thanks but no thanks, constantine
warning: the contents of this post will be very nerdy and church history-related. continuing to read this post may result in your perception of me as a really cool, hip, suave, in-the-know guy being severely tarnished… proceed at your own risk.
many people in the u.s. see this country as the epicenter for christianity. many of those people would also claim to be living in a “christian nation” and that we have a coup on all that is good and holy.
the fact, though, is that it’s no mystery among researchers that the christian population in the united states has been in decline for quite a long time. we’re headed the same direction as europe. on the other hand, some parts of the world are booming with christian growth, particularly central america, africa, and most notably, china. in fact, china now has more followers of christ than the united states. furthermore, we are now beginning to see fledgling efforts by chinese missionaries to come to the united states to evangelize what is the 3rd largest mission field in the world.
let me re-iterate the point: china, where christianity is barely legal, has more believers than the united states. in china, christianity, as stated, is legal, but with some caveats. there are rules: no members under 18, no overt evangelical work, no emphasizing the second coming and, above all, no questioning of communist party rule. yeah… one could say that it’s legal, but it certainly isn’t legal to let it live and breath in its “raw” state. churches are subject to strict sanctions and manipulative rules by the government and many believers involved in house churches are regularly chastised and detained for their beliefs.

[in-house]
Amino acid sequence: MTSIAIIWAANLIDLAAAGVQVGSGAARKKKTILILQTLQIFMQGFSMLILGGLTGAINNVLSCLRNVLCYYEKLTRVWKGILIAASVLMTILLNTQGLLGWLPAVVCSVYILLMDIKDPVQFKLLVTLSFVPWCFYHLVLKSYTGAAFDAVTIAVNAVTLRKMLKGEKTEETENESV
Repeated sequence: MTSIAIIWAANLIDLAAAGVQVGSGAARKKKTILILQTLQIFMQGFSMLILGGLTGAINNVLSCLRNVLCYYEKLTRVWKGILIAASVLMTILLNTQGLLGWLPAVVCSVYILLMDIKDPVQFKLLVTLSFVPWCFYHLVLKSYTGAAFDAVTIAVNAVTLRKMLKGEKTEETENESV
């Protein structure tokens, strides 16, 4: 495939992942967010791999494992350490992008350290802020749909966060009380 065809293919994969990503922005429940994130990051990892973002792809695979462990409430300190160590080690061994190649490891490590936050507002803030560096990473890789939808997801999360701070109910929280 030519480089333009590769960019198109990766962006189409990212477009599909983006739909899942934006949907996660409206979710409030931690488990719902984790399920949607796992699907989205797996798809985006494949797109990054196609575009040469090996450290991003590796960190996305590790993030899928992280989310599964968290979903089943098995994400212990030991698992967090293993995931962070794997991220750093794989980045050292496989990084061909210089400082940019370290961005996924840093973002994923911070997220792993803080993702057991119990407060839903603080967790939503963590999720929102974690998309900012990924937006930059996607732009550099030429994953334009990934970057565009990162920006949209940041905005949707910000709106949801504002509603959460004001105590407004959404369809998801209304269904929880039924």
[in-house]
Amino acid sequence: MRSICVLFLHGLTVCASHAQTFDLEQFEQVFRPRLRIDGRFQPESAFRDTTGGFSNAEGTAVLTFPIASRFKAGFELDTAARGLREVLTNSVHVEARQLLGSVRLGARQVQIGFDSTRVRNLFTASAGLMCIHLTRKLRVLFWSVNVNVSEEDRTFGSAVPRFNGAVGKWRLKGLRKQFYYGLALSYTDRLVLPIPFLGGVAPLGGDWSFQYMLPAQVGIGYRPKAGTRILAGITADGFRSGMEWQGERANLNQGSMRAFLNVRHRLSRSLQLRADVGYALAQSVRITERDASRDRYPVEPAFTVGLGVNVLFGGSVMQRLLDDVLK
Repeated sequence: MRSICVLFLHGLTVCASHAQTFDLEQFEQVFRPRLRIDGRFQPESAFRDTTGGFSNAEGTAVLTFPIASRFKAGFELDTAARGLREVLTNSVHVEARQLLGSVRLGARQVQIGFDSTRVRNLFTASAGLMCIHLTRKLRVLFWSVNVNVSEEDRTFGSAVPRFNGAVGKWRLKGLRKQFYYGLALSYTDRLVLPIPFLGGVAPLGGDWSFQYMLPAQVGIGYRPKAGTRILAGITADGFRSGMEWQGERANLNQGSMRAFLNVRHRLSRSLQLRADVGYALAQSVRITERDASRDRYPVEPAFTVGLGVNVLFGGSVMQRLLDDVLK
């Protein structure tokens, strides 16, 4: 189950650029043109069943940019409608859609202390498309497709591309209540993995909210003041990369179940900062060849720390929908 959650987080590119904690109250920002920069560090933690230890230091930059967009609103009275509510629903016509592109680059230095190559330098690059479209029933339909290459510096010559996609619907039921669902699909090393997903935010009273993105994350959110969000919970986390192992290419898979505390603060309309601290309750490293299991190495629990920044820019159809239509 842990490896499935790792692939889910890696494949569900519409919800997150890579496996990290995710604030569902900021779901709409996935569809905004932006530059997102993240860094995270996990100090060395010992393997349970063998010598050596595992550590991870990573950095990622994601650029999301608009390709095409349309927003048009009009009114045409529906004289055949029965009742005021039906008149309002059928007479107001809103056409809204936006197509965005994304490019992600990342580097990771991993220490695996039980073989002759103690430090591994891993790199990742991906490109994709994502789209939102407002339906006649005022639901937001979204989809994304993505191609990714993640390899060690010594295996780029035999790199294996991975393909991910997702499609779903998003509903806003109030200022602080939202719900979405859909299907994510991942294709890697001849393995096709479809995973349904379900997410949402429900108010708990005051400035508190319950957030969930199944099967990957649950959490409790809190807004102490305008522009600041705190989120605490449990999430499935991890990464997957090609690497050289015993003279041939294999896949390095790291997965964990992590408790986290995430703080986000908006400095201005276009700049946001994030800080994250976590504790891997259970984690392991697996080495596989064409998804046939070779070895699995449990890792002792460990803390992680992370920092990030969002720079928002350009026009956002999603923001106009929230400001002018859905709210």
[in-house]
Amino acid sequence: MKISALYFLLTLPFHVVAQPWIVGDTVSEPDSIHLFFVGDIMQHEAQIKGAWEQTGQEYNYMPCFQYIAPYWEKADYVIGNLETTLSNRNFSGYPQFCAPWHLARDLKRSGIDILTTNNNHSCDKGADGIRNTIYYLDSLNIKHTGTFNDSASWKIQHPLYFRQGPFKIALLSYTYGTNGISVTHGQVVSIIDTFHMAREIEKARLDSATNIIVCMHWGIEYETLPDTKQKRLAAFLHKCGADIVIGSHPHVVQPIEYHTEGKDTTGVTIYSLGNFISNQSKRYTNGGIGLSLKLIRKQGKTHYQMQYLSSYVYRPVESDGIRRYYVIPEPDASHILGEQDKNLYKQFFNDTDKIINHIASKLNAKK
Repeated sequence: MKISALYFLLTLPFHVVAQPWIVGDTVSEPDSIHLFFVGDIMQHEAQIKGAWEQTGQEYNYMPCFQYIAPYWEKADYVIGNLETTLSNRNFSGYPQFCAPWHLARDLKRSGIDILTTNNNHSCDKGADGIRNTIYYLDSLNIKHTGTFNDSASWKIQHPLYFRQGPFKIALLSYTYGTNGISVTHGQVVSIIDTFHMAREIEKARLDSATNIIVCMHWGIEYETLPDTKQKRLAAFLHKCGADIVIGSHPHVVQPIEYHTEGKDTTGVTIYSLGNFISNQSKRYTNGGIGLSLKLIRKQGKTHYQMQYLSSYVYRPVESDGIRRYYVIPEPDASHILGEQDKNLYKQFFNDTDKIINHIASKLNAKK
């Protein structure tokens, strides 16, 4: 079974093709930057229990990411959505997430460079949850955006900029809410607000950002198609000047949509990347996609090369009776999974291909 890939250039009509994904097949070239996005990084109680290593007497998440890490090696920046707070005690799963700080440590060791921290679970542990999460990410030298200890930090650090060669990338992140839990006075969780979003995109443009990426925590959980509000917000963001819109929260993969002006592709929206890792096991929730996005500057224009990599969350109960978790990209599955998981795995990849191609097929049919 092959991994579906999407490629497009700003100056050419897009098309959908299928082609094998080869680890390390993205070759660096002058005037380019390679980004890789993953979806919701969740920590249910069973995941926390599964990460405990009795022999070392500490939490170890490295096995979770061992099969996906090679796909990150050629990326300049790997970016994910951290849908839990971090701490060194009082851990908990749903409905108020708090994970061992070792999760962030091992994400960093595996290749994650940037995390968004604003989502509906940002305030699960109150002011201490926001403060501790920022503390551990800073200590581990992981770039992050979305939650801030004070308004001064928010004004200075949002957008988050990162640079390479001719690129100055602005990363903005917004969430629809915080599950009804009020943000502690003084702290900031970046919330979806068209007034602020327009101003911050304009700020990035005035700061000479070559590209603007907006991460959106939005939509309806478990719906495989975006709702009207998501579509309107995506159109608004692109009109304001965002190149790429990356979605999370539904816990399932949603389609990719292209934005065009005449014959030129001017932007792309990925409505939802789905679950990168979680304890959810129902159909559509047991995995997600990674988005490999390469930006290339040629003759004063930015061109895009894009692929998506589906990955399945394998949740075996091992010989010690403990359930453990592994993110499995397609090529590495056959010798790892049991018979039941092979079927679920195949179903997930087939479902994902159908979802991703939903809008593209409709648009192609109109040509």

our “christian nation” with our christian president and our christian-first attitude is steadily losing christians (or at minimum, we’re not gaining any as others are dying off). china, in its strict communist oppression of christianity, is booming in people making decisions to follow christ.
it was the best of times. it was the worst of times. the year was 313 and christians could finally walk the streets without fear of death or extreme consequence. sounds good, right? well, getting killed is definitely a plus, but there have been some severe consequences throughout history that we are still dealing with here in america a couple thousand years later.
in essence, when constantine converted to christianity, it took christianity from an underground movement of pure devotion and faith, to the mainstream thing-to-do.
in 313, christianity became the new black.
the new black indeed. the black mark that lingers is that when christianity is the socially and culturally acceptable “thing-to-do” it becomes exactly that: a thing to do. rather than being an identity—a mode of living like jesus—it, particularly in the u.s., has become a routine, a geographic descriptor, a once-a-week ritual, a family heirloom.
when christianity becomes imperialized, it loses its authenticity, its passion, its bold revolutionary statement like jesus made. on the other hand, christianity in china—in a land where christianity is the enemy of the state—is daring and courageous and passionate and requires a sincere desire to follow the jesus of the bible.
so, for those who want to see this “christian nation” return to its roots and want to see a christian knight in shining armor leading our nation from his golden pulpit, let me ask you to consider if we really want constantine leading us into the future, brandishing his weapons of war with the cross and the name of jesus?
let us return to a christianity that looks like the revolutionary and countercultural force that was jesus as described in scripture. let’s return to an underground movement of passion that lives in community, chooses love over division, values peace over war and honors being followers of christ rather than being followers of rules.